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May 18, 2011

Synaxarion for the Wednesday of Mid-Pentecost

By Nikephoros Kallistos Xanthopoulos


On the Wednesday of Mid-Pentecost, we commemorate the words of our Lord Jesus Christ concerning the provenance of His teaching and His Divine origin, whereby He proved that He was the Messiah, and the Mediator and Reconciler of us and the eternal Father.


Standing in the midst of the teachers,
Christ the Messiah teacheth at Mid-feast.


We celebrate this Feast in honor of the two great Feasts, I mean Pascha and Pentecost, for it unites and joins each of them together. It came about in this way. After Christ had worked a wondrous miracle for the Paralytic, the Jews, supposedly scandalized over the Sabbath (for the miracle was performed on the Sabbath), sought to kill Him. Therefore, He fled to Galilee, and, spending time in the mountains there, He wrought the miracle of the five loaves and the two fishes, feeding five thousand men, not including women and children. Thereafter, when the Feast of Tabernacles was at hand (this was a great feast among the Jews), He went up to Jerusalem and walked about in secret. Around the middle of this feast, He went up to the Temple and taught, and everyone was amazed at His teaching. Out of envy, they said to Him: “How knoweth this man letters, having never learned?” For, being the New Adam, and also as God, He possessed knowledge, just as the First Adam was replete with all wisdom. They all murmured and were aroused to envy against Him. But Christ, refuting those who were supposedly fighting in defense of the Sabbath, said: “Why go ye about to kill me?” Alluding to previous events, he said: “If ye are fighting in defense of the Law, why are ye angry at Me? Because I made a man every whit whole on the Sabbath? But although Moses legislated these things, you choose to break the Sabbath for the sake of circumcision.” Having spoken to them at length about this and having proved that He was the Giver of the Law and equal to the Father, on the last day, that great day of the feast, He was about to be stoned by them; but no stone touched Him at all. Passing by thence, He found the man who was blind from birth and gave him sight.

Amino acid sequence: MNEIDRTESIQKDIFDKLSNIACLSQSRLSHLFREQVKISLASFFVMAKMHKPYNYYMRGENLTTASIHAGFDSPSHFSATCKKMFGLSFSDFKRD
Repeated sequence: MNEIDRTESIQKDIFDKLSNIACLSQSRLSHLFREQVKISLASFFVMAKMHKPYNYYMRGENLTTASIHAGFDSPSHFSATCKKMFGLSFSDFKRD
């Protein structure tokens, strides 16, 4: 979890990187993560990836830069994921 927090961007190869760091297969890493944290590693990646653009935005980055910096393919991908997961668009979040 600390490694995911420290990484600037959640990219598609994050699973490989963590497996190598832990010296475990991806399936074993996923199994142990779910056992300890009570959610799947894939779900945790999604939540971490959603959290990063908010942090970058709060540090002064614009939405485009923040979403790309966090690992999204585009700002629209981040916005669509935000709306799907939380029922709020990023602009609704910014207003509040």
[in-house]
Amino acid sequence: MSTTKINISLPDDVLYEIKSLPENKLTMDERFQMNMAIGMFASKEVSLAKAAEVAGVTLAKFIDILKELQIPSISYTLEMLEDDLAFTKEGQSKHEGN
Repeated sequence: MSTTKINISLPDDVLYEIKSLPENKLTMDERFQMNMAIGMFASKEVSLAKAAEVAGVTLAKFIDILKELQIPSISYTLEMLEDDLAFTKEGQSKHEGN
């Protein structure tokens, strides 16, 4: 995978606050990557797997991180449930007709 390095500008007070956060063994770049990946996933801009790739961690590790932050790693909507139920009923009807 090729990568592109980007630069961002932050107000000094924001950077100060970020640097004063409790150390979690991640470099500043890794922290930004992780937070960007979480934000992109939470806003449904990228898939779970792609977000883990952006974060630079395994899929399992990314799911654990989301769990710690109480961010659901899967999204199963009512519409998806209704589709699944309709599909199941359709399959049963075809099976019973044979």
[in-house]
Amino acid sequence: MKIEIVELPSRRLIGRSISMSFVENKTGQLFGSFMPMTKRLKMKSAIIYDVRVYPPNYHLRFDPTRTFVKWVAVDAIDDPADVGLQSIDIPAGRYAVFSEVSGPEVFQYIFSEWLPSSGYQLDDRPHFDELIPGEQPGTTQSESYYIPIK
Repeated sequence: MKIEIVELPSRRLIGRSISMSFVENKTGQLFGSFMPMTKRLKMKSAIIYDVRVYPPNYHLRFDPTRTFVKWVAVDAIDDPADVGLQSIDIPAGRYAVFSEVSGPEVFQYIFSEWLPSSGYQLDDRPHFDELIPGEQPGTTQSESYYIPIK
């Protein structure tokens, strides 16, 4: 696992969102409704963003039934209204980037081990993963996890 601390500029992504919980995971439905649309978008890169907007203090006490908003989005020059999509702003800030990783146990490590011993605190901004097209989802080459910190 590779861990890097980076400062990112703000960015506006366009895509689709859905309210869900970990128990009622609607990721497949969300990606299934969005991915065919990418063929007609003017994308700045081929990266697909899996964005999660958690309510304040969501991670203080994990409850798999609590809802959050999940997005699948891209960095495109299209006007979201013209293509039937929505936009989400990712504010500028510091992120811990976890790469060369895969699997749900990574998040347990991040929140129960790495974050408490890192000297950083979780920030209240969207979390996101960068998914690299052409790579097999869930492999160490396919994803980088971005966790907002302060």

It should be known that among the Jews there were three very great feasts. The first was Passover, which was celebrated in the first month in commemoration of the crossing of the Red Sea. The second was Pentecost, which commemorates the sojourn in the wilderness after the crossing of the Red Sea; for the Jews spent fifty days in the wilderness, until they received the law of Moses; and also on account of the honor given to the number seven, which is esteemed among them. The third feast is that of Tabernacles, which commemorates the tabernacle which Moses saw in the cloud on the mountain and which he pitched through the agency of the architect Beseleel. It was celebrated over a period of seven days, commemorating the gathering of fruit and the time spent in the wilderness. It was then, during the celebration of this feast, that Jesus stood and cried, saying, “If any man thirst, let him come unto Me, and drink.”

Because through this teaching Christ proved that He was the Messiah, being the Mediator and Reconciler between us and His eternal Father, for this reason, in celebrating the present feast and calling it “Mid-Pentecost,” we extol Christ and portray the honor of the two Great Feasts on either side of it. On account of this, I think, the feast of the Samaritan woman is celebrated after it; for it, too, recounts much about Christ the Messiah, and also about water and thirst, as in this case.

By Thy boundless mercy, O Christ our God, have mercy on us. Amen.


Apolytikion in the Plagal of the Fourth Tone
At Mid-feast give Thou my thirsty soul to drink of the waters of piety; for Thou, O Saviour, didst cry out to all: Whosoever is thirsty, let him come to Me and drink. Wherefore, O Well-spring of life, Christ our God, glory be to Thee.

Kontakion in the Fourth Tone
O sovereign Master and Creator of all things, O Christ our God, Thou didst cry unto those present at the Judaic Mid-feast and address them thus: Come and draw the water of immortality freely. Wherefore, we fall down before Thee and faithfully cry out: Grant Thy compassions unto us, O Lord, for Thou are truly the Wellspring of life for all.